other teacher helps are provided for each lesson at the end of the
book. Topics covered in 'Igniting Your Writing!' include: word
order, run-on sentences, parts of speech, getting ideas, creating
a character and setting, similes, inferences, descriptive writing,
creating good titles, point of view, dialogue, editing/rewriting
and more. Igniting Your Writing is spiral bound, so it lays flat
for easier reading, and it's non-consumable, too.

I really like Sandy's emphasis on the writing process - the rough
draft, rewriting, editing and final draft. She often has students
do their exercises on scratch paper (paper that is already used
on the other side) so they can learn that editing and rewriting
are important skills for ALL writers. In addition to being a great
supplement to your language arts program, the concepts taught in
Igniting Your Writing can be used and reinforced each time your
child encounters an assignment in other subjects. Most of the
assignments are short, making it easy to add Igniting Your Writing
to your routine once a week, once a month, or however your schedule
allows. The entertaining lessons provide a nice break from more
tedious language art studies.

The ability to communicate effectively is a skill each of our
children will need to possess as they move into adulthood.
'Igniting Your Writing!' is another useful tool to consider adding
to your teaching resources - Sandy's passion for encouraging and
inspiring young writers is evident throughout this helpful (and
lively) course!

-- Cindy Prechtel, http://www.HomeschoolingFromTheHeart.com

Last Issue's Reader Question

"I've got a question, and I'd love some feedback from more
experienced homeschoolers.

We live overseas, though we are currently stateside for a few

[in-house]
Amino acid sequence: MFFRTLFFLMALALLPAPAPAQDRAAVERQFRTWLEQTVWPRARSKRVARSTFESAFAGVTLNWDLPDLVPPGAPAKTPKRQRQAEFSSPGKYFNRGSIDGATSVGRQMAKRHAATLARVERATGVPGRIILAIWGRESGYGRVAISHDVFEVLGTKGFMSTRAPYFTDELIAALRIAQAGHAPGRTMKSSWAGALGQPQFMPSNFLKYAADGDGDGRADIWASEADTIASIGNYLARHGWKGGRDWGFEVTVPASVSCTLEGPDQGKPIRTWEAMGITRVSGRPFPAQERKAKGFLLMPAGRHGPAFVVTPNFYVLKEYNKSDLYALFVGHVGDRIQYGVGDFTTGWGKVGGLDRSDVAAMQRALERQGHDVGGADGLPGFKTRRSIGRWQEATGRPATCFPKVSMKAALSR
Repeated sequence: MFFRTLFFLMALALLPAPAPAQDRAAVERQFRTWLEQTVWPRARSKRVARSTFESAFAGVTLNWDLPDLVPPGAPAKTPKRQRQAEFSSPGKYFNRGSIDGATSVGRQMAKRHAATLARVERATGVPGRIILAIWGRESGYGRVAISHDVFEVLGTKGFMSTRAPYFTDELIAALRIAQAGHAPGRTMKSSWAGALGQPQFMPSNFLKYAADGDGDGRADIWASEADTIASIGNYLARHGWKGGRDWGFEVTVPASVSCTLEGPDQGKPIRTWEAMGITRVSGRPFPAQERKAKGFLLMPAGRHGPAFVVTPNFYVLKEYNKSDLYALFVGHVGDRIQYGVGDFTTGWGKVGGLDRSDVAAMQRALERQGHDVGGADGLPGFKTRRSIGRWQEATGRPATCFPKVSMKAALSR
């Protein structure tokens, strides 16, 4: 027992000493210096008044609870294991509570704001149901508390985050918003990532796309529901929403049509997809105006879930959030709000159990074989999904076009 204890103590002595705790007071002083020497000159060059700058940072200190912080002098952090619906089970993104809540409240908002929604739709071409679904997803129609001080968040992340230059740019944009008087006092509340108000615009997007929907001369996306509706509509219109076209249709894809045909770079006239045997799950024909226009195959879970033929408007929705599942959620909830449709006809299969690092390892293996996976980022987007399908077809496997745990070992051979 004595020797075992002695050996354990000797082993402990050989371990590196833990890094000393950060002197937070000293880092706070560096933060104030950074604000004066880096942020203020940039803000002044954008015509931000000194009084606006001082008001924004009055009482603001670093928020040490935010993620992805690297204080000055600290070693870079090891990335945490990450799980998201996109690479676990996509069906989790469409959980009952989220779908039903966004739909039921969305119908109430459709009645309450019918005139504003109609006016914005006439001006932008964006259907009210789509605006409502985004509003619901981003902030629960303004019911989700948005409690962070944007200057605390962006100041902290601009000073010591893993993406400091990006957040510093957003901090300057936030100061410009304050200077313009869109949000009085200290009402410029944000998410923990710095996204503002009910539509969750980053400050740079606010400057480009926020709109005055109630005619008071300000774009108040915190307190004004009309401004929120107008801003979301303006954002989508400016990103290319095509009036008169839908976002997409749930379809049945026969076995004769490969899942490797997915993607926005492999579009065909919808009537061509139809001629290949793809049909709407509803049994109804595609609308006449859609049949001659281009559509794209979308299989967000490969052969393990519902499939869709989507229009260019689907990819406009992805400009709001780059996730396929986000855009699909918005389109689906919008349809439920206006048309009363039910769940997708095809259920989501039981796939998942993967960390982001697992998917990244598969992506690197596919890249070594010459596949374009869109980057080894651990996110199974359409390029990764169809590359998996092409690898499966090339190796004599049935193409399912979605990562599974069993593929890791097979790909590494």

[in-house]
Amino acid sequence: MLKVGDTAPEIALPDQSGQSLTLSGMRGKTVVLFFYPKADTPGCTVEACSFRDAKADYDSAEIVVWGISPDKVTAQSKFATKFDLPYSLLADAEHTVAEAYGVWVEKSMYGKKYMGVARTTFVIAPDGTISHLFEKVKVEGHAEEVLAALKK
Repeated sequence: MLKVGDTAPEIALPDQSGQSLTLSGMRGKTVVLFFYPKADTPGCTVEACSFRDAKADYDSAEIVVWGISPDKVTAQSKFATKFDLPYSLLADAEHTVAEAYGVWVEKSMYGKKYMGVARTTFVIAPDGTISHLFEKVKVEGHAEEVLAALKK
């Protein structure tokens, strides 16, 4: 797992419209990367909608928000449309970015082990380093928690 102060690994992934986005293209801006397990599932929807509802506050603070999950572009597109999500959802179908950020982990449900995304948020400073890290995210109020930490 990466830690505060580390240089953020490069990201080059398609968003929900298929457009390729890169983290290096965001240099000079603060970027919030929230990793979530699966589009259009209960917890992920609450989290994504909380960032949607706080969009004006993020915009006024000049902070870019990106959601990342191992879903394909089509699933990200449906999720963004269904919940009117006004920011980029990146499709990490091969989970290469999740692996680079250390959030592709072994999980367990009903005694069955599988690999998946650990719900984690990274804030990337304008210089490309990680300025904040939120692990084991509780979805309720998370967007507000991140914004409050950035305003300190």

more weeks. Our oldest is 4, and I'm excited to start homeschooling
with her sometime in the next few years. This next year, I'm just
going to focus on learning to read in a very laid-back manner -
she's very excited about this, and is showing all the 'signs' that
she's ready to learn to read.

There's a good chance we won't be back in the States for two years.
This means it would help tremendously to pack *now* most everything
we'd need for homeschooling for the next few years. We can receive
mail, but it is very expensive - it's cheaper to pack extra suit-
cases for our flight.

Because we're limited in what we can take, I'm trying to streamline
our supplies as much as possible. There's just so much good stuff
out there! My question is this - What do you recommend we pack
and take with us for about ages 4-6? What's worthy of our precious
luggage space? Because there's so much good stuff online, what
resources would you recommend using instead of traditional curriculum?

Thanks! I really appreciate being given this chance to throw my
question out there." -- Tsh

Our Readers' Responses

"Dear Tsh -- Well I guess that's a loaded question since I would
forego all the clothes to take all my books. But then again, I
love books. You are right, however; there are so many good
curricula out there. My first suggestion is to find out how
your daughter learns. Is she a visual learner (needs to see
things in print), is she a audio learner (learns by listening),
or is she a kinesthetic learner (must use her hands or a hands-on
approach?) I spent so much time and money on the wrong stuff for
my oldest who is a kinesthetic learner. Fortunately for me, I
have the storage space to house it for my younger three who are
each one of the above.

I would suggest investing in some online subscriptions for print-
ables. The two I use the most are from

http://teachervision.fen.com and http://enchantedlearning.com

TeacherVision I believe is $40 for a year, and Enchanted Learning
is $20 for the year. Also, I would do a search on 'Preschool
printables' and when she gets older 'free printables' or 'free
______ (fill in the blank - Math, Science, English, History, etc.)
printables'. Not that you want to bog her down with printables,
but for now it might be the best way to go.

She is still young, so you can really just teach to her interest
for quite awhile. I use the unit study approach, and it works
quite well. However, my unit study approach is just a little
different in that my 13 year old is doing different subjects
than my 8 year old, which is still different than my 3 year old
-- although my 3 year old picked some of the same topics as my 13
and 8 year olds such as Medieval Times and Pirates. Unit studies
seem to work with every learning style also. They can be tailored